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Dozens of women have accused doctor of sexual assault following Evelyn Yang interview, lawyer says

Doctor facing dozens of new accusations

In the month since Evelyn Yang said that she was sexually assaulted by a Columbia University obstetrician, nearly 40 women have come forward to say the same former doctor abused them, according to a lawyer who represents dozens of women who were already suing the university.

Anthony T. DiPietro says a 2018 lawsuit had grown to more than 30 women before Yang, whose husband Andrew was seeking the Democratic presidential nomination at the time of her interview, made the accusations about Dr. Robert Hadden with CNN. DiPietro now says the total number of women who have come forward is approximately 70.

Yang said on January 16 that Hadden sexually assaulted her under the guise of conducting an internal exam for her pregnancy at Columbia's NewYork-Presbyterian Hospital in 2012. 

In the lawsuit, Hadden is accused of sexually abusing multiple women dating back to the early 1990s, including licking and digitally penetrating his patients' vaginas without gloves, and fondling their breasts and anuses, all under the pretense of performing medical examinations. The women involved in the case said they were assaulted while undergoing treatment ranging from basic pregnancy and postpartum care to HPV exams — two of the plaintiffs said they were assaulted when they were 15 and 16 years old, and at their first gynecological examinations, according to DiPietro. 

In 2017, CBS News interviewed Marissa Hoechstetter, who at the time was the only woman in the case to forego anonymity. She said her decision to go public with her account of abuse five years earlier came only after years of struggle to process the treatment she received at Columbia's NewYork-Presbyterian Hospital during and after her pregnancy with twins.

"It has deeply affected my life. I did not go to doctors for a number of years. I have to think really carefully about who I'm going to see," Hoechstetter said at the time.

Hadden treated Hoechstetter throughout her pregnancy with twins, and in the year after. In the lawsuit, she says Hadden first made repeated inappropriate sexual statements, and performed prolonged, unnecessary breast examinations, including during her hospital stay after giving birth.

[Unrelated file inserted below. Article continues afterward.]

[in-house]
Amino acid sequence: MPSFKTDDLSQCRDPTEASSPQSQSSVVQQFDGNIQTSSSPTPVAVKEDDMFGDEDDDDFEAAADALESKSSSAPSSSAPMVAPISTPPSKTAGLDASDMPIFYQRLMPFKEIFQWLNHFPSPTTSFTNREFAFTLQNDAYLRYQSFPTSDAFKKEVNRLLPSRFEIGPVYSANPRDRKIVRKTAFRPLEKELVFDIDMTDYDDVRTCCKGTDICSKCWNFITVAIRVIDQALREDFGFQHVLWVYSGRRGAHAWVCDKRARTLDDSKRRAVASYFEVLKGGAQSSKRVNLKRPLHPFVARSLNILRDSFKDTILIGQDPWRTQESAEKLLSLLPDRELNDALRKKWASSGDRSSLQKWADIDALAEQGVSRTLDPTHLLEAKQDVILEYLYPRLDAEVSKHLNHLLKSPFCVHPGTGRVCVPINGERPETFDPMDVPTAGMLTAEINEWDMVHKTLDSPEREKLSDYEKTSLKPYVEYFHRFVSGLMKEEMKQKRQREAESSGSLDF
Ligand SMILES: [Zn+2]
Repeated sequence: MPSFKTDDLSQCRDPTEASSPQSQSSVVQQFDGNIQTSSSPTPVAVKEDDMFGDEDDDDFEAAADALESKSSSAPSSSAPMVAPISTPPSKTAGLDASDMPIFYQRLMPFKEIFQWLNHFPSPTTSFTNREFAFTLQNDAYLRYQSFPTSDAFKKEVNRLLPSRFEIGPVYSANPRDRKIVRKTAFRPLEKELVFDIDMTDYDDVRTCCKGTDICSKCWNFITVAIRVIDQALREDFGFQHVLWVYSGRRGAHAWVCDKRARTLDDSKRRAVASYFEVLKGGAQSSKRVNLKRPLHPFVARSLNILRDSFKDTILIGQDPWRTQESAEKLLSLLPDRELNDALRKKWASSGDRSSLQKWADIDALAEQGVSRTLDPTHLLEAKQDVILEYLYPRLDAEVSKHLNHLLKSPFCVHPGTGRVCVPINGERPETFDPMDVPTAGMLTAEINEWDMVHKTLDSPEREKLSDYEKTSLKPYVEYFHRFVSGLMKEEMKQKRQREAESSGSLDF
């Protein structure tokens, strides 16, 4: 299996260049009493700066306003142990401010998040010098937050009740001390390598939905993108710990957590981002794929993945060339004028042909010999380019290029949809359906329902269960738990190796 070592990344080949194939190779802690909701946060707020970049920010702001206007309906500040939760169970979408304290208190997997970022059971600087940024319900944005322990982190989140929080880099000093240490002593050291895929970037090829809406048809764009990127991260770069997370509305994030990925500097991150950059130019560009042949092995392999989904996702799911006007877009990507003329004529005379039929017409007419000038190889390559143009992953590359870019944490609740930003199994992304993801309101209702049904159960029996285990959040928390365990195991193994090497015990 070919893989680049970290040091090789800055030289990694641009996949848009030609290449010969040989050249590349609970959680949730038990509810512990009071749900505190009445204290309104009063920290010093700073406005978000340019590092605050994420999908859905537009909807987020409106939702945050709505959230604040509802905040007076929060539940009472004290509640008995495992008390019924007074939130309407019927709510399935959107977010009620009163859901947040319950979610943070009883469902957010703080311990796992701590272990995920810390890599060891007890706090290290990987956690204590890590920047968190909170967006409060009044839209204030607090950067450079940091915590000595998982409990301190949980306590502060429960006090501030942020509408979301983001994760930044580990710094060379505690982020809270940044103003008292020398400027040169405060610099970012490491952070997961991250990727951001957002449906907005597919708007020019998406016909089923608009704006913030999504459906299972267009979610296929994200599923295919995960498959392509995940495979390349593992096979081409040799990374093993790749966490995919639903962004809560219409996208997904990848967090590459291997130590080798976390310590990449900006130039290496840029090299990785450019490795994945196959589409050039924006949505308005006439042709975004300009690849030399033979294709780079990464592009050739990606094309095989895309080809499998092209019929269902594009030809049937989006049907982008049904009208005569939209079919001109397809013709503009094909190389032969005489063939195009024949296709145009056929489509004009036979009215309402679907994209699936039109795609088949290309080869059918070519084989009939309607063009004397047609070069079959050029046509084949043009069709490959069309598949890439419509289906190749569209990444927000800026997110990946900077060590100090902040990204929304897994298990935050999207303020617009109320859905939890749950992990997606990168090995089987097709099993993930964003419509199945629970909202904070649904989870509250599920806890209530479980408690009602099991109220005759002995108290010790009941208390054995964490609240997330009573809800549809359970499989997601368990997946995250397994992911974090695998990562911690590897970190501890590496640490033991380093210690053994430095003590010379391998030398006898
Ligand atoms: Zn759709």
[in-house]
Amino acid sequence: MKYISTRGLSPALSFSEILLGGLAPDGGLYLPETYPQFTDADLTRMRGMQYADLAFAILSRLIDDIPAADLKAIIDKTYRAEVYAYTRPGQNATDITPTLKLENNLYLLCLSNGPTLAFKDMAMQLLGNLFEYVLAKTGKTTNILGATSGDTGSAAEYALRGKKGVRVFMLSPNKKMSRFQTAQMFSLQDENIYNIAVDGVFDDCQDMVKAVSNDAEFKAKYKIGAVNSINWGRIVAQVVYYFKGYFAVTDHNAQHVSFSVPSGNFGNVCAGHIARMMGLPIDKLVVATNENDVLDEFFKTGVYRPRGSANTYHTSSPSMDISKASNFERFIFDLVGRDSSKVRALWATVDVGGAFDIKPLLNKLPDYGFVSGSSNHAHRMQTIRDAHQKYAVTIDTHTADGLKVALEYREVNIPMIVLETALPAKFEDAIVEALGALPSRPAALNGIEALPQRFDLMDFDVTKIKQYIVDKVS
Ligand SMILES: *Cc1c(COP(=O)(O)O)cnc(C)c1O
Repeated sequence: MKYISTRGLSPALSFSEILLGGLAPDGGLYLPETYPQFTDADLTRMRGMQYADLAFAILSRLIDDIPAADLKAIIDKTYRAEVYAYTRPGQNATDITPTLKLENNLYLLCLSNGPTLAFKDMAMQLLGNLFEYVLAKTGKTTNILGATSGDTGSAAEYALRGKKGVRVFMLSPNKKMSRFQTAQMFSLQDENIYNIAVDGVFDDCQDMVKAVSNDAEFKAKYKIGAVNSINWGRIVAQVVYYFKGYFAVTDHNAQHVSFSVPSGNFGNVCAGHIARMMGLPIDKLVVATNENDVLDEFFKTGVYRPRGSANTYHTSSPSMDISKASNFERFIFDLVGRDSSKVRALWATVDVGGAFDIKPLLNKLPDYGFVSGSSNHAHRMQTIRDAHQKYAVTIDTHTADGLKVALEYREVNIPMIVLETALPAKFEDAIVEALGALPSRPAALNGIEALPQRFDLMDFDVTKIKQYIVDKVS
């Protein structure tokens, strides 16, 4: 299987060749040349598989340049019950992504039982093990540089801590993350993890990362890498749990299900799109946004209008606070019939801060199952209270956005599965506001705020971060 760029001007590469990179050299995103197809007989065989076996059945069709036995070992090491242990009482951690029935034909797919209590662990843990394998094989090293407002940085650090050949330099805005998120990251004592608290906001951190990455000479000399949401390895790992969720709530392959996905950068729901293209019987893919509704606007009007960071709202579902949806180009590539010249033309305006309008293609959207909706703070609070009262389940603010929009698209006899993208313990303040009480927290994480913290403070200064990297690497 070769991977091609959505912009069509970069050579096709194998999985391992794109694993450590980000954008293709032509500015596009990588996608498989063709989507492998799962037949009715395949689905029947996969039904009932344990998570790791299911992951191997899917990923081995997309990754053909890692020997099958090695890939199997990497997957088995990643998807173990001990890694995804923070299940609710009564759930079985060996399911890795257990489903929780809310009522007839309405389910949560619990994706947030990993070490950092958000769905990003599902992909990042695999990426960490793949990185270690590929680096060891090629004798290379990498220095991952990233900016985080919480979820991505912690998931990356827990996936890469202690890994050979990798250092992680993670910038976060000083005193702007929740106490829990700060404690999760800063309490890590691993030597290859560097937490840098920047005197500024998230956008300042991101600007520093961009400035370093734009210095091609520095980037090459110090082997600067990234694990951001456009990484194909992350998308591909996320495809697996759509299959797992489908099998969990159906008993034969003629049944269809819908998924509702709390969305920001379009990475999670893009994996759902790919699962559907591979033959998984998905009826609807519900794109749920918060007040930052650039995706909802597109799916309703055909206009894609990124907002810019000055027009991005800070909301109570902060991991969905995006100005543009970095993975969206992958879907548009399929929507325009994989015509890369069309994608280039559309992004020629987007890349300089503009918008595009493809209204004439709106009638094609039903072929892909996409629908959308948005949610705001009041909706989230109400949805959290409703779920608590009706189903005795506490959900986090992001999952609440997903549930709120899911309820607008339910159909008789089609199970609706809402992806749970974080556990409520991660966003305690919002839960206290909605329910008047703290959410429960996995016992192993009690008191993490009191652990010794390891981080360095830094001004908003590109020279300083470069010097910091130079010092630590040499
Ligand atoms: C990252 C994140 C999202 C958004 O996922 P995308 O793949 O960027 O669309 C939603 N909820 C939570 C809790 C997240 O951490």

Hoechstetter said concern for the twins led her to overlook many of Hadden's "red flags."

Women sue Columbia University, hospitals over sexual abuse allegations

"It's really traumatic. You are at I'd say one of the most vulnerable points of your life. I was scared. I was really nervous to have twins," Hoechstetter said. "I had a friend who lost twins, so every appointment I went, I just really wanted to hear that my babies were OK."

But during a postpartum visit in 2012, about a year after her children were born, she said she realized for sure that Hadden had violated her.

"From the start there were inappropriate questions. There was a lot of touching. There were exams without nurses or other people in the room, and on the last occasion, when I knew that something happened, he licked me. And I knew that that happened and I never went back to the office again," Hoechstetter said.  

DiPietro said in a text message Sunday that he expects the case to continue to grow.

"I fully expect that more women will come forward as new information is revealed about how Columbia University and New York Presbyterian Hospital enabled decades of sexual exploitation and abuse by this predator," DiPietro said.

In a statement to CBS News, Columbia University apologized to Hadden's victims, but did not discuss the lawsuit.

"Nothing is more important to us than the safety of our patients. We are committed to treating every patient with respect and delivering care to the highest professional standards. We condemn sexual misconduct in any form and extend our deepest apologies to the women whose trust Robert Hadden violated and to their families," the university said.  

Yang's CNN interview has also led to renewed scrutiny of the Manhattan District Attorney Cy Vance's handling of the case. Hoechstetter and others held a rally outside New York City Hall on January 23 calling on Vance to resign.

Hadden was charged in 2014 on allegations of assault involving six women, but prosecutors indicated at the time that they intended to include accusations dating back two decades from more than a dozen others. 

Instead, in 2016 he agreed to plead guilty to two individual counts of a criminal sex act in the third degree and forcible touching. In exchange for his guilty plea and forfeiting his medical license, prosecutors dropped all other charges and agreed not to pursue cases related to other alleged victims. The plea deal also included a stipulation downgrading his sex offender status to the lowest level — meaning he is not listed in New York State's online sex offender registry.

Hadden did not serve a day in jail or prison. 

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